National and International Issues

Kashmir Dispute: Facts Speak

History remains exposed to cunning and shrewd twisters and manipulators. Kashmir Dispute is one such example where Indian political leadership, bureaucracy and scholars/academicians together have caused such a dust of history that it has become difficult to distinguish between truth and falsity. Below is an effort to throw some light with the help of historical facts so as to provide lead to students and researchers to further study and find the facts themselves.

Did Pakistan Refuse to Withdraw her Troops from Kashmir?

This one particular question has been so frequently twisted by India (and its sympathisers) in a manner that those who do not take pains to find out context/facts attached to it, accept it at face value and blame Pakistan for the failure to withdraw her forces first and facilitating the plebiscite.
The fact is that the first UNSC resolution asking for a plebiscite was passed on August 13, 1948 (details of clauses are given below) that asked Pakistan to withdraw forces. Pakistan, a party directly involved in the conflict with full grasp of the ground realities and likely exploitation by India, submitted a few proposals to the UN that were accepted/adjusted by the UN. However, from day one India had no intention to withdraw her forces and used one excuse or the other to refuse to do so.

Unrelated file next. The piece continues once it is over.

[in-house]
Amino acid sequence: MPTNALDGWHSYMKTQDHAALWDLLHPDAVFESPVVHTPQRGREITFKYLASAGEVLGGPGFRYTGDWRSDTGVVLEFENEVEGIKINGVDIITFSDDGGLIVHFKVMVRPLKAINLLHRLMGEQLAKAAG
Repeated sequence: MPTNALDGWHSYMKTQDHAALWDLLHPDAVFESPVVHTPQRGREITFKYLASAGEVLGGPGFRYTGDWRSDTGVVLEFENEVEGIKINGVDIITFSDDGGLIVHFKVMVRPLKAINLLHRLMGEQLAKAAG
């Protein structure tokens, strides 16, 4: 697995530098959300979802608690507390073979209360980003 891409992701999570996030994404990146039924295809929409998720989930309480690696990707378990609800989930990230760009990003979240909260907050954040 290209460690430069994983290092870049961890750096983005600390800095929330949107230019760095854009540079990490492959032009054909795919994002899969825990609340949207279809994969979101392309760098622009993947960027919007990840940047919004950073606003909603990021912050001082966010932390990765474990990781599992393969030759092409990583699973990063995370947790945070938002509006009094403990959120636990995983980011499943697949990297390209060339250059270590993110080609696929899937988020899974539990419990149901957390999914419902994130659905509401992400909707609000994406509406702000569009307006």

The date of UNSC resolution i.e., August 13, 1948 is important to understand the context. By August 13 following was the ground situation in Kashmir: 
• Indian forces had resumed the ground offensive in Kashmir after clearing of the snow/cold weather in April 1948. In August 1948, Indian forces had been reinforced/strengthened to an extent that capture of whole Kashmir in case of unilateral withdrawal by Pakistan was an obvious fact. Therefore, Pakistan asked for simultaneous withdrawal of forces as well as information on the location and size of Indian forces in Kashmir. India refused.
• Local administration that existed in Kashmir in August 1948 was totally anti-Pakistan and anti-Muslim Conference (the political party which supported accession with Pakistan). After connivance with Gandhi, Nehru and Sardar Vallabhbhai Patel, Maharaja Hari Singh had appointed Sheikh Abdullah first as Chief Emergency Administrator on October 31, 1947 and then as full-fledged prime minister on March 5, 1948. Sheikh Abdullah who was called ‘Lion of Kashmir’ (owing to his few attributes that were extremely violent in nature as he particularly had been targeting his political opponents from the Muslim Conference using physical violence and predatory tactics), duly supported by Indian forces, was in full swing to crush his political opponents. Giving a free run to Indian forces and Sheikh Abdullah was against all ground realities.